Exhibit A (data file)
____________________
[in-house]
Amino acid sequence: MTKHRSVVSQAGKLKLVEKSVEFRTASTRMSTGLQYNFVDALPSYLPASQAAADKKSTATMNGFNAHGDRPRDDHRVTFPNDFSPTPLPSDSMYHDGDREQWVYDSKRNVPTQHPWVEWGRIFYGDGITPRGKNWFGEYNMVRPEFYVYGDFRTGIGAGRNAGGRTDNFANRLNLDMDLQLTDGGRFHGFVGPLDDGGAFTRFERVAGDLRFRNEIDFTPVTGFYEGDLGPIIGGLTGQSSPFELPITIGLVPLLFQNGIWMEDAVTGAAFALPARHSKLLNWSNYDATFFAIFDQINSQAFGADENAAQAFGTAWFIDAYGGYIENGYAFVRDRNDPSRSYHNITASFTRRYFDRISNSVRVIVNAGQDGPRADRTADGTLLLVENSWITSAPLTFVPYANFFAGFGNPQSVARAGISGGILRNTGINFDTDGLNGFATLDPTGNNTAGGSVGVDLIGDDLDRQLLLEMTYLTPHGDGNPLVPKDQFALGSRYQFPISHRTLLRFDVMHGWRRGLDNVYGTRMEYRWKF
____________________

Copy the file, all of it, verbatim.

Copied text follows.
[in-house]
Amino acid sequence: MTKHRSVVSQAGKLKLVEKSVEFRTASTRMSTGLQYNFVDALPSYLPASQAAADKKSTATMNGFNAHGDRPRDDHRVTFPNDFSPTPLPSDSMYHDGDREQWVYDSKRNVPTQHPWVEWGRIFYGDGITPRGKNWFGEYNMVRPEFYVYGDFRTGIGAGRNAGGRTDNFANRLNLDMDLQLTDGGRFHGFVGPLDDGGAFTRFERVAGDLRFRNEIDFTPVTGFYEGDLGPIIGGLTGQSSPFELPITIGLVPLLFQNGIWMEDAVTGAAFALPARHSKLLNWSNYDATFFAIFDQINSQAFGADENAAQAFGTAWFIDAYGGYIENGYAFVRDRNDPSRSYHNITASFTRRYFDRISNSVRVIVNAGQDGPRADRTADGTLLLVENSWITSAPLTFVPYANFFAGFGNPQSVARAGISGGILRNTGINFDTDGLNGFATLDPTGNNTAGGSVGVDLIGDDLDRQLLLEMTYLTPHGDGNPLVPKDQFALGSRYQFPISHRTLLRFDVMHGWRRGLDNVYGTRMEYRWKF